warming pollution by 90 percent in developed countries and by more
      than half worldwide in time for the next generation to inherit a
      healthy Earth.

      This treaty would mark a new effort. I am proud of my role during
      the Clinton administration in negotiating the Kyoto protocol. But I
      believe that the protocol has been so demonized in the United States
      that it probably cannot be ratified here — much in the way the
      Carter administration was prevented from winning ratification of an
      expanded strategic arms limitation treaty in 1979. Moreover, the
      negotiations will soon begin on a tougher climate treaty.

      Therefore, just as President Reagan renamed and modified the SALT
      agreement (calling it Start), after belatedly recognizing the need
      for it, our next president must immediately focus on quickly
      concluding a new and even tougher climate change pact. We should aim
      to complete this global treaty by the end of 2009 — and not wait
      until 2012 as currently planned.

      If by the beginning of 2009, the United States already has in place
      a domestic regime to reduce global warming pollution, I have no
      doubt that when we give industry a goal and the tools and
      flexibility to sharply reduce carbon emissions, we can complete and
      ratify a new treaty quickly. It is, after all, a planetary emergency.

      A new treaty will still have differentiated commitments, of course;
      countries will be asked to meet different requirements based upon
      their historical share or contribution to the problem and their
      relative ability to carry the burden of change. This precedent is
      well established in international law, and there is no other way to
      do it.

      There are some who will try to pervert this precedent and use
      xenophobia or nativist arguments to say that every country should be
      held to the same standard. But should countries with one-fifth our
      gross domestic product — countries that contributed almost nothing
      in the past to the creation of this crisis — really carry the same
      load as the United States? Are we so scared of this challenge that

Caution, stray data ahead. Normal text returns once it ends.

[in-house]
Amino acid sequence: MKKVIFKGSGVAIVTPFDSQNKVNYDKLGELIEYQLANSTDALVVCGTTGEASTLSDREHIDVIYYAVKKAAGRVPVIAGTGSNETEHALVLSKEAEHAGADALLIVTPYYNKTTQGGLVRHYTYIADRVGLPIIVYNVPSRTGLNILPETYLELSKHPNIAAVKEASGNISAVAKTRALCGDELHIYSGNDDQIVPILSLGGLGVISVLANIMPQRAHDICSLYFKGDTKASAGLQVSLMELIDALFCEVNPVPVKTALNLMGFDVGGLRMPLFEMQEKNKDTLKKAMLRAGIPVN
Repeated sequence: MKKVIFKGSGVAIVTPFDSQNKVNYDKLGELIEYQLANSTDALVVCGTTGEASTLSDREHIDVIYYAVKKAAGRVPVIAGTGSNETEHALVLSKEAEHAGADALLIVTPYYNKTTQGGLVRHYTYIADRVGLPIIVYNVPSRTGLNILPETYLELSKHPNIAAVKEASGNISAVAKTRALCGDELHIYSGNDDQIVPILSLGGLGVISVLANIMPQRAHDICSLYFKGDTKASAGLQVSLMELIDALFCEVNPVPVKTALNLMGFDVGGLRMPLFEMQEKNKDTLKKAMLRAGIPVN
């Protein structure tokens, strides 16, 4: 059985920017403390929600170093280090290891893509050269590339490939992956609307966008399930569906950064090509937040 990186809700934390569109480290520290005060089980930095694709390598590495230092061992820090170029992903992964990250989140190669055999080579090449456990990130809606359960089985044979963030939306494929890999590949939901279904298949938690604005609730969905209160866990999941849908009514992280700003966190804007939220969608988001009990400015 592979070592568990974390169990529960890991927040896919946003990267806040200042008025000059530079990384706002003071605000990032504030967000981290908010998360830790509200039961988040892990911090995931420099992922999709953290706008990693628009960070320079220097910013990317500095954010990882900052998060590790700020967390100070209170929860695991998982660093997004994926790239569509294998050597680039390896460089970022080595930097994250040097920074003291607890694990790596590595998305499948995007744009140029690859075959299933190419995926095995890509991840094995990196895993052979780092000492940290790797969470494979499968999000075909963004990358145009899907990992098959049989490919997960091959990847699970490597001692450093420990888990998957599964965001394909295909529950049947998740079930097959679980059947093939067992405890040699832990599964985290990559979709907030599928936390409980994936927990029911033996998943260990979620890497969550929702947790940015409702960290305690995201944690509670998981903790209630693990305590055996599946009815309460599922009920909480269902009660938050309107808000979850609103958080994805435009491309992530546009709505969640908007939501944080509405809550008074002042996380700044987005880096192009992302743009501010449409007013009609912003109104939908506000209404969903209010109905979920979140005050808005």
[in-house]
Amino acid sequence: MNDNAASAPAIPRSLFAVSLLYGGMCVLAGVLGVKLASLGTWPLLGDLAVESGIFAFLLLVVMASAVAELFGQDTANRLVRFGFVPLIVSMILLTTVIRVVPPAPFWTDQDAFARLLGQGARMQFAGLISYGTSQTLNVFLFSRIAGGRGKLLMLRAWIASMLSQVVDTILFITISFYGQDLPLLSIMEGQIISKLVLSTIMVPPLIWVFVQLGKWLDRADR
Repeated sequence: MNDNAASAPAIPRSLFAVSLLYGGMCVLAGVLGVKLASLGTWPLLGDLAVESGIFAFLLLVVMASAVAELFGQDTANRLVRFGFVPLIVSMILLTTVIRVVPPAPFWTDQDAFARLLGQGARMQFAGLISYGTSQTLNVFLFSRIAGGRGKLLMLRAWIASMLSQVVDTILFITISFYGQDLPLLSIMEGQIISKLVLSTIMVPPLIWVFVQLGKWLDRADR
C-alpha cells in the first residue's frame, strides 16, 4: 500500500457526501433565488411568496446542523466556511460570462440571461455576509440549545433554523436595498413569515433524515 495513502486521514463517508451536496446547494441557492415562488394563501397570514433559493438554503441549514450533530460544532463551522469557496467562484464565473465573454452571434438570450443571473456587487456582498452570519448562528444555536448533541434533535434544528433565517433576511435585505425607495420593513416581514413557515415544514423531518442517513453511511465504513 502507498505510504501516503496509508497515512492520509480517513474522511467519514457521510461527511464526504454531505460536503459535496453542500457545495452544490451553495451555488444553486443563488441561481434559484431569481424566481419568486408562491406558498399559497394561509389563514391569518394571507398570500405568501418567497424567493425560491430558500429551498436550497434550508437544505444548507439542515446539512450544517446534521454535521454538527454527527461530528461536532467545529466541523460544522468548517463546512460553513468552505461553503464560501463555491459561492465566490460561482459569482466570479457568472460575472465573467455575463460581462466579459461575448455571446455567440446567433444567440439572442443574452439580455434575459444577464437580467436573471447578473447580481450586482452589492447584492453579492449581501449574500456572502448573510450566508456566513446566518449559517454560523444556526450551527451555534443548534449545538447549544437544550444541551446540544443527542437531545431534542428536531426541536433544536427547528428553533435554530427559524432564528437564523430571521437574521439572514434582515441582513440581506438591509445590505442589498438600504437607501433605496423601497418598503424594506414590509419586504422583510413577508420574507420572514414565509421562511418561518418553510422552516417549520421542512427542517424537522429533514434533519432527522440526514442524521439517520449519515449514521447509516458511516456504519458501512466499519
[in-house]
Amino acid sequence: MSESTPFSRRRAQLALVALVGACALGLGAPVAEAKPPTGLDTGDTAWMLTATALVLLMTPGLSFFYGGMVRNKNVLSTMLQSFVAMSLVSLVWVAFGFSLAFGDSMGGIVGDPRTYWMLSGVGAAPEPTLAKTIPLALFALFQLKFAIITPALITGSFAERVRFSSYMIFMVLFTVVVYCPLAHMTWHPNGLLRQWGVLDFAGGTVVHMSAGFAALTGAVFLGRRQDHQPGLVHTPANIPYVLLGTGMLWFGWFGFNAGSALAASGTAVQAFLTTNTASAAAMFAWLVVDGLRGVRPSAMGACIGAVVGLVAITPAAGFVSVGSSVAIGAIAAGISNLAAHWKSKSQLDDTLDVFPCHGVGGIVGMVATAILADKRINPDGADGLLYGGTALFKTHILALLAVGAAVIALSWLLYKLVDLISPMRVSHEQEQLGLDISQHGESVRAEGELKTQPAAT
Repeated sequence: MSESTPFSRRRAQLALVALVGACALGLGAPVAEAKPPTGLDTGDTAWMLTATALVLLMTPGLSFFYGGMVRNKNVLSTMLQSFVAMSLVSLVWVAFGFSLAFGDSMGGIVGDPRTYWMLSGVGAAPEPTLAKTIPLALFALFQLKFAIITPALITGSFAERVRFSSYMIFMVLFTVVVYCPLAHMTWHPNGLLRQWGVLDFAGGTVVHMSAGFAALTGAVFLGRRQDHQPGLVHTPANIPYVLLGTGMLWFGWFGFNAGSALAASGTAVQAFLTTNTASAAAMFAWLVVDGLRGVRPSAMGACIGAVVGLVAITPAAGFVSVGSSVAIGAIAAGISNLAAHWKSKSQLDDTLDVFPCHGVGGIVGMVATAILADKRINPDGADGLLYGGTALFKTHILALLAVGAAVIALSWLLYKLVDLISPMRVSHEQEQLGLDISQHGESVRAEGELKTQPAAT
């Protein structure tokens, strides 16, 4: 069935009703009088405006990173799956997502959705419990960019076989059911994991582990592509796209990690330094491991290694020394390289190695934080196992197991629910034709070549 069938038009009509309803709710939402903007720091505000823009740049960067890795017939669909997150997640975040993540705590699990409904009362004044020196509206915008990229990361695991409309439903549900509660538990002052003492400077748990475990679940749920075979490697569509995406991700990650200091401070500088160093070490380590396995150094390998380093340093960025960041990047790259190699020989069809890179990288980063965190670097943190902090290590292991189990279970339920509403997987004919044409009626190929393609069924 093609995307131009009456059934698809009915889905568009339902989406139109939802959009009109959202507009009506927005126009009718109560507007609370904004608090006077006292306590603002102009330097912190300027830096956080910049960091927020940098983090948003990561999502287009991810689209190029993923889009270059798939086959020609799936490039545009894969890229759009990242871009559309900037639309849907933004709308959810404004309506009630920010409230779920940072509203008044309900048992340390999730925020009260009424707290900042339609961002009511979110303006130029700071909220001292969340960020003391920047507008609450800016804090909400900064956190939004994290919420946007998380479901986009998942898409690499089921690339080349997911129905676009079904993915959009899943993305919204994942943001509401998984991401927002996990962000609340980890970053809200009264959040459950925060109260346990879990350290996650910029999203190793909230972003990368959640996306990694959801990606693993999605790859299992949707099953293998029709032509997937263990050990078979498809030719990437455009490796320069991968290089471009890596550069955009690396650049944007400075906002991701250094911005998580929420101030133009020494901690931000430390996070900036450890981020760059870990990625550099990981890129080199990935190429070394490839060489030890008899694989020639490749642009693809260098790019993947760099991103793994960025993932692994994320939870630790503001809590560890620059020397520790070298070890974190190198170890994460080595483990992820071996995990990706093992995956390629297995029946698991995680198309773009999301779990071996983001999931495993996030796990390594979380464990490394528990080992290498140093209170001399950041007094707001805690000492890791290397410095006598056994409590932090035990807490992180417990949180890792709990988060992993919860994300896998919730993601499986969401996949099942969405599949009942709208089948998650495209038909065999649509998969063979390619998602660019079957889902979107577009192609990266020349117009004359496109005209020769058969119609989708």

we cannot lead?

      Our children have a right to hold us to a higher standard when their
      future — indeed, the future of all human civilization — is hanging
      in the balance. They deserve better than a government that censors
      the best scientific evidence and harasses honest scientists who try
      to warn us about looming catastrophe. They deserve better than
      politicians who sit on their hands and do nothing to confront the
      greatest challenge that humankind has ever faced — even as the
      danger bears down on us.

      We should focus instead on the opportunities that are part of this
      challenge. Certainly, there will be new jobs and new profits as
      corporations move aggressively to capture the enormous economic
      opportunities offered by a clean energy future.

      But there's something even more precious to be gained if we do the
      right thing. The climate crisis offers us the chance to experience
      what few generations in history have had the privilege of
      experiencing: a generational mission; a compelling moral purpose; a
      shared cause; and the thrill of being forced by circumstances to put
      aside the pettiness and conflict of politics and to embrace a
      genuine moral and spiritual challenge.

      Al Gore, vice president from 1993 to 2001, is the chairman of the
      Alliance for Climate Protection. He is the author, most recently,
      of "The Assault on Reason."



      From The Sunday Times
      June 1, 2007

      Dead `Mossad spy' was writing exposé
      After mysteriously falling from a London balcony, Ashraf Marwan was
      found to be halfway through an expose of his life
      Uzi Mahnaimi, Tel Aviv

      AN Egyptian millionaire who mysteriously fell to his death from the
      balcony of his London flat after being named as a Mossad spy was
      writing a book that threatened to expose the murky world of Arab-
      Israeli espionage.

      Ashraf Marwan, the son-in-law of the late President Gamal Abdel
      Nasser of Egypt, was more than halfway through a book about the 1973
      Yom Kippur war - in which he is alleged to have played a key
      intelligence role - when his body was discovered last week.

      Marwan's death, which police are treating as "unexplained", has sent
      ripples across the Middle East and shocked some of Britain's
      wealthiest people.

      The 62-year-old financier was a former shareholder of Chelsea
      football club and counted Ken Bates, its former chairman, Adnan
      Khashoggi, the Saudi arms dealer, and Tiny Rowland, the late
      business tycoon, among his acquaintances.

      But it was Marwan's espionage activities that have surrounded his
      death with intrigue. Israeli intelligence sources claimed this
      weekend that he had been one of the greatest spies recruited by

      They said Marwan had supplied the Israeli secret service with a
      treasure trove of information, including the secret plans drawn up
      by Egypt's leaders to cross the Suez Canal and attack Israel in

      Ahron Bregman, an Israeli historian at King's College London,
      however, believes Marwan was a double agent who misled the Israelis
      over Egypt's plans for the war. This weekend Bregman said the
      Egyptian had left three messages on his answerphone last Tuesday,
      urgently asking him to make contact.

      "I was out, but eventually spoke to him at around 4pm," said
      Bregman. "He asked me about the recent libel case in Israel."

      The case involved two former Israeli intelligence officers, one of
      whom had accused the other of leaking Marwan's name as a spy.